fostering


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fos·ter

 (fô′stər, fŏs′tər)
tr.v. fos·tered, fos·ter·ing, fos·ters
1. To bring up; nurture: bear and foster offspring. See Synonyms at nurture.
2. To promote the growth and development of; cultivate: detect and foster artistic talent. See Synonyms at advance.
3. To nurse; cherish: foster a secret hope.
adj.
1. Providing parental care and nurture to children not related through legal or blood ties: foster parents; foster grandparents; a foster home.
2. Receiving parental care and nurture from those not related to one through legal or blood ties: foster children.

[Middle English fostren, from Old English *fōstrian, to nourish, from fōstor, food, nourishing; see pā- in Indo-European roots.]
ThesaurusAntonymsRelated WordsSynonymsLegend:
Noun1.fostering - encouragement; aiding the development of something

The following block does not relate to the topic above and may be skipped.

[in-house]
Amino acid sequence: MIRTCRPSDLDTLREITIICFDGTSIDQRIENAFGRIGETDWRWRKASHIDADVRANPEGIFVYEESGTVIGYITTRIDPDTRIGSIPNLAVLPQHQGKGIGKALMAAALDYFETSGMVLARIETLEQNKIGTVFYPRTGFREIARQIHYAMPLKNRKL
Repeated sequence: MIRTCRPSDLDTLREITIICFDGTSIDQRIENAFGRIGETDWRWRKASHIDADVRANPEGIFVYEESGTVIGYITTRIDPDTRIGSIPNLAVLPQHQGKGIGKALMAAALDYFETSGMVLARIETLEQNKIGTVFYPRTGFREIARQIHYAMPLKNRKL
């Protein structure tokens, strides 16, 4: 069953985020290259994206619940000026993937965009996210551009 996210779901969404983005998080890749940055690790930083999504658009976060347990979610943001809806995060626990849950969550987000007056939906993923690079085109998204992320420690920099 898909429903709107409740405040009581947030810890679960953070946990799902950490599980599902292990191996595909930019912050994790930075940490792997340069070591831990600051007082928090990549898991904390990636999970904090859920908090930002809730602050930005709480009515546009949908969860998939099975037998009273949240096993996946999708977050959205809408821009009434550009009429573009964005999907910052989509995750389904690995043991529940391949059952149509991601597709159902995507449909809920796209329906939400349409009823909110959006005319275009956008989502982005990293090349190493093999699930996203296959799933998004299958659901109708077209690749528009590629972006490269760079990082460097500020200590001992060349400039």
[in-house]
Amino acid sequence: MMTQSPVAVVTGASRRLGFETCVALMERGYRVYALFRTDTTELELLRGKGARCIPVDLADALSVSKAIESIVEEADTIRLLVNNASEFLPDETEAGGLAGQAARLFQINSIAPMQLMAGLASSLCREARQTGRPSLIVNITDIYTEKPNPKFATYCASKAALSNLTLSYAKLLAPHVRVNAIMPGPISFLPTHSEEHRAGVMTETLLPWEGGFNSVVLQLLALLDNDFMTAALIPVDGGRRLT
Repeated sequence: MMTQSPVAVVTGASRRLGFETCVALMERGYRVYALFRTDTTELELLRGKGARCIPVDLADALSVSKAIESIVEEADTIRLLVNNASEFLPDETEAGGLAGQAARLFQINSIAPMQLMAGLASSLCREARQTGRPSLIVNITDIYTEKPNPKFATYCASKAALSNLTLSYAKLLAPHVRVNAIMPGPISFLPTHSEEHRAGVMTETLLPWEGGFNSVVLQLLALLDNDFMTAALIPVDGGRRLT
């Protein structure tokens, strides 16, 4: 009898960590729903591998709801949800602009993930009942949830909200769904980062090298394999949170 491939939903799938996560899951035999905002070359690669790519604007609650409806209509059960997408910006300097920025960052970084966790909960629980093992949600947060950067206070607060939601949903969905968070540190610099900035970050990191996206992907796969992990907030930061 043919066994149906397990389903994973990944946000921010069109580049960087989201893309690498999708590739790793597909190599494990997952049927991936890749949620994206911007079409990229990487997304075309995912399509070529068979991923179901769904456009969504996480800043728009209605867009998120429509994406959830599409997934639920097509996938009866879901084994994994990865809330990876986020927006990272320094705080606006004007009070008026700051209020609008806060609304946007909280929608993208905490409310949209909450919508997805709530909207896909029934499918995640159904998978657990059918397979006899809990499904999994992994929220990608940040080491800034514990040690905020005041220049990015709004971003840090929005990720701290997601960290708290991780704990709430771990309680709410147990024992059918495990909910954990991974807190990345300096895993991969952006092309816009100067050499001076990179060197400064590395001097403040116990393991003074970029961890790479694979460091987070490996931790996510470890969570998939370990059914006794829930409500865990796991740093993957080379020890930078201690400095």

encouragement - the expression of approval and support
2.fostering - helping someone grow up to be an accepted member of the community; "they debated whether nature or nurture was more important"
acculturation, enculturation, socialisation, socialization - the adoption of the behavior patterns of the surrounding culture; "the socialization of children to the norms of their culture"
Translations

fostering

[ˈfɒstərɪŋ] Nacogimiento m familiar

fostering

[ˈfɒstərɪŋ] naffidamento
References in classic literature ?
The conditions fostering the growth of that supreme, alive excellence, as well in work as in play, ought to be preserved with a most careful regard lest the industry or the game should perish of an insidious and inward decay.
Women were ever the bane of Umslopogaas, my fostering.
Every year The Fostering Network co-ordinates Foster Care Fortnight, supporting fostering services to celebrate the fantastic work of Welsh foster carers and to promote the need for more foster care families in Wales.